Tiger went on to bogie the last two holes, fall into a playoff, and birdie the first playoff hole to win what may very well be his final Masters.
Masters Moment #5: Ben Crenshaw Wins After the Death of His Teacher
In 1995, Ben Crenshaw, whose Masters record is probably the most underrated of all time (18 top 25 finishes in a 24-year span), wrote an impossible script to win the tournament by one.
Coming just days after he helped bury his long-time teacher Harvey Penick, at the age of 43, and with a caddie who started caddying at the Masters in 1961, the incredible win would be the last of Crenshaw's career.
For perspective on just how absurd his 1995 win was, consider that has never finished higher than 45th since then and has missed the cut entirely 12 out of 15 years.
Masters Moment #4: Faldo/Norman Showdown Ends in Epic Collapse
In 1996, the Masters simultaneously saw its most solid final round from a challenger and its worst finish by a leader.
Nick Faldo, whose career was marked by not making mistakes, shot an error-free 67 to more than make up a 6 shot deficit on Greg Norman. Norman, whose career will be remembered for blowing majors, collapsed to a 78 and barely finished second.
The amazing thing about Norman's "choke" is that it was literally an inch from never happening. If his birdie putt on 11 doesn't graze the hole (allowing him to also miss the come-backer) he is still well in control on 12 and has no need to flirt with the water there.
Instead, everything unraveled and Norman never won a green jacket.
Masters Moment #3: Jack Wins the First "Modern" Masters
In 1975, much of America saw its first Masters on color television and it was a classic.
Jack Nicklaus won his 5th green jacket by out-dueling Tom Weiskopf and Johnny Miller. His 40 foot birdie putt on 16 with his challengers watching back at the tee is one of the most memorable in golf history.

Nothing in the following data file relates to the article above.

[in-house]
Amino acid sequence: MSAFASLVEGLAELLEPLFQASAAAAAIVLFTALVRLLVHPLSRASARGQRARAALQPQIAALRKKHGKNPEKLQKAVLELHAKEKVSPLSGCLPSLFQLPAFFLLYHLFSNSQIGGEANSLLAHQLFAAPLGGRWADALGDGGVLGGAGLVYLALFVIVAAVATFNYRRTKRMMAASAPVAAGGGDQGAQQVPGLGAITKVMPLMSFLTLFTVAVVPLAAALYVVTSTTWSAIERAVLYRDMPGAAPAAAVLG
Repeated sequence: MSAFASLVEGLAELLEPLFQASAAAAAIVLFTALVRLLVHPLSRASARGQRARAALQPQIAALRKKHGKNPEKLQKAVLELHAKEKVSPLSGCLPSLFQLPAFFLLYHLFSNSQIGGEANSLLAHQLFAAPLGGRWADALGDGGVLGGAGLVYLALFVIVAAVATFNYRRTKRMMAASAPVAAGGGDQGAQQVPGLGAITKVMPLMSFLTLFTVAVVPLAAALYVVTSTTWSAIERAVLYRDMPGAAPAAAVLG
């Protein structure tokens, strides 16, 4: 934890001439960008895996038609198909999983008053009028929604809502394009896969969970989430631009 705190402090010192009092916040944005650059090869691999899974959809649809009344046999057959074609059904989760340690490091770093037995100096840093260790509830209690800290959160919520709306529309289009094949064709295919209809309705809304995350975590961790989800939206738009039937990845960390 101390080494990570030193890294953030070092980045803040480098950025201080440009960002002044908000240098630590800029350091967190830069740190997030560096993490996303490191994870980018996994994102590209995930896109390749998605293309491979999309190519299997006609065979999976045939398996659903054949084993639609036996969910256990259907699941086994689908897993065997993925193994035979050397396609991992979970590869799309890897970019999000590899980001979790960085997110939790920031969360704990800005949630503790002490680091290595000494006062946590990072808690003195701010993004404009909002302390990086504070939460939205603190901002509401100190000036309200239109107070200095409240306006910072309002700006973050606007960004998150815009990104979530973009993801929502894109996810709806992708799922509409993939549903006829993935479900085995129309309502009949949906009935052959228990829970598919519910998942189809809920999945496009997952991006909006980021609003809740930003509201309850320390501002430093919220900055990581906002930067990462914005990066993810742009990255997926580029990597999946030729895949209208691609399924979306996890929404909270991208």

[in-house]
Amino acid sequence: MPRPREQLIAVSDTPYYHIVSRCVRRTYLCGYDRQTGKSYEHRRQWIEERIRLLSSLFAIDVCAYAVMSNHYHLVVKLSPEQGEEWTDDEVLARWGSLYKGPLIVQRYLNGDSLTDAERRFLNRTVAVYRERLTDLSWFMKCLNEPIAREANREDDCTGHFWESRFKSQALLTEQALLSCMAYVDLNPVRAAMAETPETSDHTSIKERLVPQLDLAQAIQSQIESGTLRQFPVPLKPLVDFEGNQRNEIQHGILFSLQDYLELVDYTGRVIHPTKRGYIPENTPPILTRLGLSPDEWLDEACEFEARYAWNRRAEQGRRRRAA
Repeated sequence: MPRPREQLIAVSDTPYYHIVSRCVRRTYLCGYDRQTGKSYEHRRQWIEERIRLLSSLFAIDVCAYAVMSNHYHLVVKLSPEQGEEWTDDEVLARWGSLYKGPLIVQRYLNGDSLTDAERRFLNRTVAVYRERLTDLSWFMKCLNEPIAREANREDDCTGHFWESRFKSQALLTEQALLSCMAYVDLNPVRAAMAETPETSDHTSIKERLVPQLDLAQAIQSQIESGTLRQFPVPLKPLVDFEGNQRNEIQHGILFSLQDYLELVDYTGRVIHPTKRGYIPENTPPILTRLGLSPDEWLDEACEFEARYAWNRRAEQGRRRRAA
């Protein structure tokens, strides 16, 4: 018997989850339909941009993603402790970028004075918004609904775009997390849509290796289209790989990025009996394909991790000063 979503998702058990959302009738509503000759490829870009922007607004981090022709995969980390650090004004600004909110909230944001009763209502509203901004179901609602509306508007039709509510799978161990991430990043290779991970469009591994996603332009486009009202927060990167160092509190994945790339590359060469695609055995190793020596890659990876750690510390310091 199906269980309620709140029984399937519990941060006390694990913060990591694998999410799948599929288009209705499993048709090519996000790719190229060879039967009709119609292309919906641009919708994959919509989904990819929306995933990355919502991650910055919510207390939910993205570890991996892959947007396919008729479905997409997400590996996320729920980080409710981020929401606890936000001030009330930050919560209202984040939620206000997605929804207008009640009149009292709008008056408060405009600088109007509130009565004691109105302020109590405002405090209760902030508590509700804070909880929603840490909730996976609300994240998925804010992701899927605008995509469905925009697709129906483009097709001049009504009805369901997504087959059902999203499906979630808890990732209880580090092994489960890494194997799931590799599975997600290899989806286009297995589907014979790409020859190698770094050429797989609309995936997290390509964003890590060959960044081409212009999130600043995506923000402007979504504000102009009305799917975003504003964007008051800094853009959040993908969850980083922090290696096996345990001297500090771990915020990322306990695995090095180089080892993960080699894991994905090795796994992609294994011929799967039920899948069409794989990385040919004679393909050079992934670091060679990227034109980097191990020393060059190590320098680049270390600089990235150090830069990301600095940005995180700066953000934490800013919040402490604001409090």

As an interesting side note, there is an excellent chance that a future Masters winner and challenger to the Nicklaus kingdom was conceived that week. Nine months later, Tiger Woods was born.
Masters Moment #2: Tiger Woods Shatters Nearly Every Masters Record
In 1997, Tiger Woods changed golf forever with a stunning 12 shot victory to win his first green jacket.
After nearly shooting himself out of the tournament with a 40 on the first nine, Tiger ended up shattering the 72 hole scoring record and became the youngest Masters winner.
He also forced the lords of Augusta to do something they had never done before: radically alter the golf course that many seemed to believe was carved out of the Georgia pines by God himself.
Masters Moment #1: Jack Wins the Best Masters Ever
Is there really any debate that the 1986 Masters produced the greatest moment in tournament/golf history?
The best player of all time, at the age of 46, six years after his previous major victory and with the critics declaring him done, shot a 30 on the final nine (with six birdies and an eagle on his last 10 holes) to beat Greg Norman, Tom Kite, Seve Ballesteros and Tom Watson, and win his final title.
It simply doesn't get any better than that.
While the birdie on 17 is the shot that gets the most television play, his nearly holing of a five-iron on 16 (and assuring his caddie/son that it was "right" in the air) is really the number one moment in Masters history.